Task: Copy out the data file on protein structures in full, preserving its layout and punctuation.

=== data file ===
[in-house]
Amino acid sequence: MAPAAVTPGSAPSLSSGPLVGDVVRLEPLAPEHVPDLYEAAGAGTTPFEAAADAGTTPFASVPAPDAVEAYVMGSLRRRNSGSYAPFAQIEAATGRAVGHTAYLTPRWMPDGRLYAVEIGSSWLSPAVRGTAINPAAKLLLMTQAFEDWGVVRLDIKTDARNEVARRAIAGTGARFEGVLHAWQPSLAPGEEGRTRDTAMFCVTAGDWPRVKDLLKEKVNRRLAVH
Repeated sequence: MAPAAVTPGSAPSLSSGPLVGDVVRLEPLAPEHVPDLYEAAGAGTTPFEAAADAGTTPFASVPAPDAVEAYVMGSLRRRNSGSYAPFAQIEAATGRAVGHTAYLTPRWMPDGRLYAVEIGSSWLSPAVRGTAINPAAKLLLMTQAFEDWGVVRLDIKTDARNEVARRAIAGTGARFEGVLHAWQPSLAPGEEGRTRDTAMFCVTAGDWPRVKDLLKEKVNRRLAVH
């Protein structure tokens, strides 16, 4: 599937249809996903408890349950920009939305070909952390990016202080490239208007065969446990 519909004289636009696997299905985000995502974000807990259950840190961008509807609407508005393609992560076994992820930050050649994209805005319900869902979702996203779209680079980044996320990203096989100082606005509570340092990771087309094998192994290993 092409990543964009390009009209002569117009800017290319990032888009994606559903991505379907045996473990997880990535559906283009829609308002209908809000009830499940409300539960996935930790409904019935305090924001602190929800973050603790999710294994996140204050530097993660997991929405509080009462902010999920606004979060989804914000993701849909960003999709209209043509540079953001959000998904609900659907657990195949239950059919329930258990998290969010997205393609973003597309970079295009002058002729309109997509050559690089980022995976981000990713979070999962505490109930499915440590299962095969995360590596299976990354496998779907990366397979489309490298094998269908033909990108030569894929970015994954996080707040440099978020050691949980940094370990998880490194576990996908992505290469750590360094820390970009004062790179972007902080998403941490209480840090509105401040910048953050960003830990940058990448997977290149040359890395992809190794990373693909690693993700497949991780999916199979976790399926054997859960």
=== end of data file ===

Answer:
[in-house]
Amino acid sequence: MAPAAVTPGSAPSLSSGPLVGDVVRLEPLAPEHVPDLYEAAGAGTTPFEAAADAGTTPFASVPAPDAVEAYVMGSLRRRNSGSYAPFAQIEAATGRAVGHTAYLTPRWMPDGRLYAVEIGSSWLSPAVRGTAINPAAKLLLMTQAFEDWGVVRLDIKTDARNEVARRAIAGTGARFEGVLHAWQPSLAPGEEGRTRDTAMFCVTAGDWPRVKDLLKEKVNRRLAVH
Repeated sequence: MAPAAVTPGSAPSLSSGPLVGDVVRLEPLAPEHVPDLYEAAGAGTTPFEAAADAGTTPFASVPAPDAVEAYVMGSLRRRNSGSYAPFAQIEAATGRAVGHTAYLTPRWMPDGRLYAVEIGSSWLSPAVRGTAINPAAKLLLMTQAFEDWGVVRLDIKTDARNEVARRAIAGTGARFEGVLHAWQPSLAPGEEGRTRDTAMFCVTAGDWPRVKDLLKEKVNRRLAVH
């Protein structure tokens, strides 16, 4: 599937249809996903408890349950920009939305070909952390990016202080490239208007065969446990 519909004289636009696997299905985000995502974000807990259950840190961008509807609407508005393609992560076994992820930050050649994209805005319900869902979702996203779209680079980044996320990203096989100082606005509570340092990771087309094998192994290993 092409990543964009390009009209002569117009800017290319990032888009994606559903991505379907045996473990997880990535559906283009829609308002209908809000009830499940409300539960996935930790409904019935305090924001602190929800973050603790999710294994996140204050530097993660997991929405509080009462902010999920606004979060989804914000993701849909960003999709209209043509540079953001959000998904609900659907657990195949239950059919329930258990998290969010997205393609973003597309970079295009002058002729309109997509050559690089980022995976981000990713979070999962505490109930499915440590299962095969995360590596299976990354496998779907990366397979489309490298094998269908033909990108030569894929970015994954996080707040440099978020050691949980940094370990998880490194576990996908992505290469750590360094820390970009004062790179972007902080998403941490209480840090509105401040910048953050960003830990940058990448997977290149040359890395992809190794990373693909690693993700497949991780999916199979976790399926054997859960």